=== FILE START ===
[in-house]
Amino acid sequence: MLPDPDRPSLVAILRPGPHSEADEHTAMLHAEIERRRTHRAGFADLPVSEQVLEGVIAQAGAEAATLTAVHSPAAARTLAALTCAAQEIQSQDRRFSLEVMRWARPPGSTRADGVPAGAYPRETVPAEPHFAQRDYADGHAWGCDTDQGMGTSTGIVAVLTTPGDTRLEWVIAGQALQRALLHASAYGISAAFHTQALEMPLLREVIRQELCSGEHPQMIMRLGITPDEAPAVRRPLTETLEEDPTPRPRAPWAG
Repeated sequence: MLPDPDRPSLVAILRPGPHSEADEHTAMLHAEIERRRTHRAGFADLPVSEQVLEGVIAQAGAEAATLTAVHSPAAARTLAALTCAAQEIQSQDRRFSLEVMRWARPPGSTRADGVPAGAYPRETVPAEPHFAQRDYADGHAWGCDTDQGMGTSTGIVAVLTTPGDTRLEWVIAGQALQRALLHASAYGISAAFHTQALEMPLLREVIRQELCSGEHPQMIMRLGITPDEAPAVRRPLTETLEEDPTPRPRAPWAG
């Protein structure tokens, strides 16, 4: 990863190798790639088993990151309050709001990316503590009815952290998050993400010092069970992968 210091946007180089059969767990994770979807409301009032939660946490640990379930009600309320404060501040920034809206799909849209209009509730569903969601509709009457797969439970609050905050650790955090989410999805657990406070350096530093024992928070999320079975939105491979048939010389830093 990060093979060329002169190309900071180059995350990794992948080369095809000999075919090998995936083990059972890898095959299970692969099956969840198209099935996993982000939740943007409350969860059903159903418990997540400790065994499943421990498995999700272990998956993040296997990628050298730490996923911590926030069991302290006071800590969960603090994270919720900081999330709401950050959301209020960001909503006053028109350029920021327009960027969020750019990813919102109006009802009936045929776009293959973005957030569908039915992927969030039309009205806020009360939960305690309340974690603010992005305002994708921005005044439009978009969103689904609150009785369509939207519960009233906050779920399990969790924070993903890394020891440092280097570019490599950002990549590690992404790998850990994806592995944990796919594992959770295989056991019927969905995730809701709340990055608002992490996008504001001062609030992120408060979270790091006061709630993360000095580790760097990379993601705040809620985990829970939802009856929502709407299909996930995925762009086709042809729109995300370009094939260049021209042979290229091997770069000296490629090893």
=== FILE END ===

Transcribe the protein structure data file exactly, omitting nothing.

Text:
[in-house]
Amino acid sequence: MLPDPDRPSLVAILRPGPHSEADEHTAMLHAEIERRRTHRAGFADLPVSEQVLEGVIAQAGAEAATLTAVHSPAAARTLAALTCAAQEIQSQDRRFSLEVMRWARPPGSTRADGVPAGAYPRETVPAEPHFAQRDYADGHAWGCDTDQGMGTSTGIVAVLTTPGDTRLEWVIAGQALQRALLHASAYGISAAFHTQALEMPLLREVIRQELCSGEHPQMIMRLGITPDEAPAVRRPLTETLEEDPTPRPRAPWAG
Repeated sequence: MLPDPDRPSLVAILRPGPHSEADEHTAMLHAEIERRRTHRAGFADLPVSEQVLEGVIAQAGAEAATLTAVHSPAAARTLAALTCAAQEIQSQDRRFSLEVMRWARPPGSTRADGVPAGAYPRETVPAEPHFAQRDYADGHAWGCDTDQGMGTSTGIVAVLTTPGDTRLEWVIAGQALQRALLHASAYGISAAFHTQALEMPLLREVIRQELCSGEHPQMIMRLGITPDEAPAVRRPLTETLEEDPTPRPRAPWAG
């Protein structure tokens, strides 16, 4: 990863190798790639088993990151309050709001990316503590009815952290998050993400010092069970992968 210091946007180089059969767990994770979807409301009032939660946490640990379930009600309320404060501040920034809206799909849209209009509730569903969601509709009457797969439970609050905050650790955090989410999805657990406070350096530093024992928070999320079975939105491979048939010389830093 990060093979060329002169190309900071180059995350990794992948080369095809000999075919090998995936083990059972890898095959299970692969099956969840198209099935996993982000939740943007409350969860059903159903418990997540400790065994499943421990498995999700272990998956993040296997990628050298730490996923911590926030069991302290006071800590969960603090994270919720900081999330709401950050959301209020960001909503006053028109350029920021327009960027969020750019990813919102109006009802009936045929776009293959973005957030569908039915992927969030039309009205806020009360939960305690309340974690603010992005305002994708921005005044439009978009969103689904609150009785369509939207519960009233906050779920399990969790924070993903890394020891440092280097570019490599950002990549590690992404790998850990994806592995944990796919594992959770295989056991019927969905995730809701709340990055608002992490996008504001001062609030992120408060979270790091006061709630993360000095580790760097990379993601705040809620985990829970939802009856929502709407299909996930995925762009086709042809729109995300370009094939260049021209042979290229091997770069000296490629090893």